Waking the Wild Spirit Tarot Reviews
The Waking the Wild Spirit Tarot is a whimsical, non-traditional deck, the tarot imagery has been recreated as a mix of fairy tales and the natural world. The card art is animated and vital and the deck as a whole approachable and friendly. While the Llewellyn edition is no longer in print, decks are available from Poppy Palin.
Tarot Deck - 78 Cards - Llewellyn 2002
Review by Bonnie Cehovet
This deck came to my attention when one of my Tarot e-lists started talking about it. Actually - it was used for the reading of the day - and the scans were out of this world! I had to check out the artist, her site, her work - everything! It was time well spend - pure energy of Grandfather Sun into my day! Poppy Palin is an author and illustrator who has written on her personal experiences as a psychic. She is also a professional tattooist, teacher and lecturer. And, IMHO, a lady with a great deal of insight into life in general and the Tarot in particular.
I do not usually connect with high energy decks - they tend to put me off. But this one is so whimsical, so carefree - it makes me laugh, it makes me want to pick it up and work with it some more - it is magickal! The deck, "Waking The Wild Spirit", and the accompanying book, "Stories Of The Wild Spirit", provide a wonderful walk through the Tarot.
"Waking the Wild Spirit" takes the format of connecting with the wild - in the form of nature, the elements and our own wild, instinctual sides. Ms Palin sees the cards as a way of connecting with the animal, plant and spirit beings around us, and of living in the "now", of being aware of our acts and their consequences. The Major Arcana represents archetypal human experiences, while the minor arcana represents things of a day to day, physical nature.
The book "Stories of the Wild Spirit" is exactly that - a series of stories about the wild spirit within each of us. Each Major Arcana card is presented with a black and white scan and a story, from the cards point of view, taken from myth, childhood fantasy, faery tale and legend. There are no keywords, no reversed meanings - just a wonderful story that makes one think.
Each Minor Arcana card presents its voice in a shorter version, and in a manner that supports the Major Arcana. They speak in what Ms Palin terms a "briefing".
From the book:
The Peace Keeper (Spirit of Air) (King of Swords):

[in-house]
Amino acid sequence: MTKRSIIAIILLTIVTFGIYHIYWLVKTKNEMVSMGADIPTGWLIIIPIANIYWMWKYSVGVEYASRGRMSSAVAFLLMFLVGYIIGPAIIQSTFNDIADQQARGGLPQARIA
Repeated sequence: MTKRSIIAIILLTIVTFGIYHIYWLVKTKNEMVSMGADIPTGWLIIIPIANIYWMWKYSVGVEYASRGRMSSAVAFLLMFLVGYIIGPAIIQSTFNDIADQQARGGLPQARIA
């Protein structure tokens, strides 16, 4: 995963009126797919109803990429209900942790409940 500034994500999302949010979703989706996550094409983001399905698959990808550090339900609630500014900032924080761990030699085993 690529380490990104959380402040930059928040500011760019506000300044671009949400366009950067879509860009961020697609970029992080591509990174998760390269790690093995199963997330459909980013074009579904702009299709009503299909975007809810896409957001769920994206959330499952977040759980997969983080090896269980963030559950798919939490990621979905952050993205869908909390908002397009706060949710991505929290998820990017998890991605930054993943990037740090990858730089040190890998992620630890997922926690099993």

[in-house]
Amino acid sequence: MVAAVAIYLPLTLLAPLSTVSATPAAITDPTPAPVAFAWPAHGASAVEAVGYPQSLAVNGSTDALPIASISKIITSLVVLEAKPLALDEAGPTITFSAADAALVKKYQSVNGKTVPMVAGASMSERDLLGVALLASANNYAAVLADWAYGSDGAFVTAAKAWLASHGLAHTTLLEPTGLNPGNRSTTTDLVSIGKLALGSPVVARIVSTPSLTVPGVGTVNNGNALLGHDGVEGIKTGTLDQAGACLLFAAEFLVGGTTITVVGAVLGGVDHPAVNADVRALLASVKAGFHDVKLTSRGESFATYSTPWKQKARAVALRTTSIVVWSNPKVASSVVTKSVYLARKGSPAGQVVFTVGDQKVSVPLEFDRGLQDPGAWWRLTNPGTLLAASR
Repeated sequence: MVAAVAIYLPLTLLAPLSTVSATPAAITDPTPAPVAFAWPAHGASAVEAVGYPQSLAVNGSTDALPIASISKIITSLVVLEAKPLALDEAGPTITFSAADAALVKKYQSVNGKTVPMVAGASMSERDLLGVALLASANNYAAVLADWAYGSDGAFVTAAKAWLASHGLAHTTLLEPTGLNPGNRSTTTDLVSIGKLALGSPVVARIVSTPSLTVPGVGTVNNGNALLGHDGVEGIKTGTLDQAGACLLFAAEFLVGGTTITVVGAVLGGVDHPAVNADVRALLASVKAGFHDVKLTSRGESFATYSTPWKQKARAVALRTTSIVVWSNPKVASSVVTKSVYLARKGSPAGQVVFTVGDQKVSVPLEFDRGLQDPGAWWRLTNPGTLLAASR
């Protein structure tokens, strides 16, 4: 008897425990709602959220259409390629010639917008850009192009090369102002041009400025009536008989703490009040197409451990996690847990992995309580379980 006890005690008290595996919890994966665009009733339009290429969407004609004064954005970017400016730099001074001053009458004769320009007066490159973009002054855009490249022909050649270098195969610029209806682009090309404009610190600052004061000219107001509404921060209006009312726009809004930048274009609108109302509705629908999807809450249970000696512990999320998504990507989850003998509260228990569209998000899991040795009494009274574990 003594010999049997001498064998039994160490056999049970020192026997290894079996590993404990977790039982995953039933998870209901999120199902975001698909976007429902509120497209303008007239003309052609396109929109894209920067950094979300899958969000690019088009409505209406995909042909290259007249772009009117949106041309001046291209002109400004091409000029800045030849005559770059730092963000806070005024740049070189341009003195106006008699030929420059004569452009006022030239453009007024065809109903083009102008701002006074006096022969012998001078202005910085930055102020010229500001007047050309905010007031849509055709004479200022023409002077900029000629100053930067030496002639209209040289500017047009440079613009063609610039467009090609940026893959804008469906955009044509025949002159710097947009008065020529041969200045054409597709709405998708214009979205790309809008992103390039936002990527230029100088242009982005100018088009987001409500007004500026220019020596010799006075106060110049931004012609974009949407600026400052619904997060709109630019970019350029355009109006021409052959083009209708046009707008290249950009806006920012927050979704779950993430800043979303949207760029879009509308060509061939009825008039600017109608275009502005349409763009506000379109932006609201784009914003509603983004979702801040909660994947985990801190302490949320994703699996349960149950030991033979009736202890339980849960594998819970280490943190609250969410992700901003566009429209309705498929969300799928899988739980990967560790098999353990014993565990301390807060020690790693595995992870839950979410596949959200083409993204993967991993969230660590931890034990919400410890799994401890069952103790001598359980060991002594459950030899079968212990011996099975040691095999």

I have the authority to build bridges between nations and forge links between people. I have a grasp on vapor, for peace cannot be quantified, only felt. It cannot be held, only discussed. I am the Keeper of a concept, the one who spreads an idea of how it could be if we listened ... really listened, as if we were one another, as if we felt the empathy that makes us walk, albeit briefly, in another's shoes. I am he who seeks a solution, he who needs to complete a mission to bring peace to all.
I let my understanding of peace spread out around me wherever I go. I am the representative of no one man, only the messenger and the intermediary of a Way of Being. I advocate accord, reconciliation and compromise, in the name of unity, for the purpose of strengthening our connections to all things and one another. I share my words of kindness, I divulge my methods of constructive discussion, and I pass on the information, which I know has forged solutions that have worked for others.
I never give up on my peace talking, and I will not abandon the need for someone to stand at the center of arguments and disputes, for I am a solid, stable form, and invite others to bounce their ideas an opinions off of me. I am friendly and open, hiding nothing, walking with Spirit and talking honestly , from the heart. People feel my inner peace, and they know that I am not out for my own ends. All I desire si to see the concepts of harmonious cooperation discussed calmly, with a mixture of compassion and logic. My ideas are always tempered by consideration for others. My aim is to bring together the rational and the imagination, to blend them into a seamless way of interacting with others.
Let us all contribute to the peace process with our honest communication, and may we never give up the will to achieve peace on earth.
I only have two quibbles with the book: one is that while each of the suits has a chart for which card is which (all cards and suits in this deck have been renamed), the Major Arcana has no such chart. The other is that the traditional names are not given on the same page as the "retitled" card.
The deck itself is quite nice at 3 1/4" by 4 1/4", on glossy, quality card stock. The backs are busy, but done in pastel colors with two sets of figures facing each other in the center, each with arms outstretched. One would not be able to discern a reversed card until they turned it over.
The face of the card has a 1/4 inch white border, with a color coded border containing black triangles with symbols in the four corners. Spirit of Air (Swords) is coded yellow, Spirit of Water (Cups) blue, Spirit of Earth (Pentacles) green and Spirit of Fire (Wands) red.Each Minor Arcana card carries the suit name and number of the card on the top, and the retitled name on the bottom of the card. The Major Arcana contain the number and retitled name on top, and the spirit on the bottom.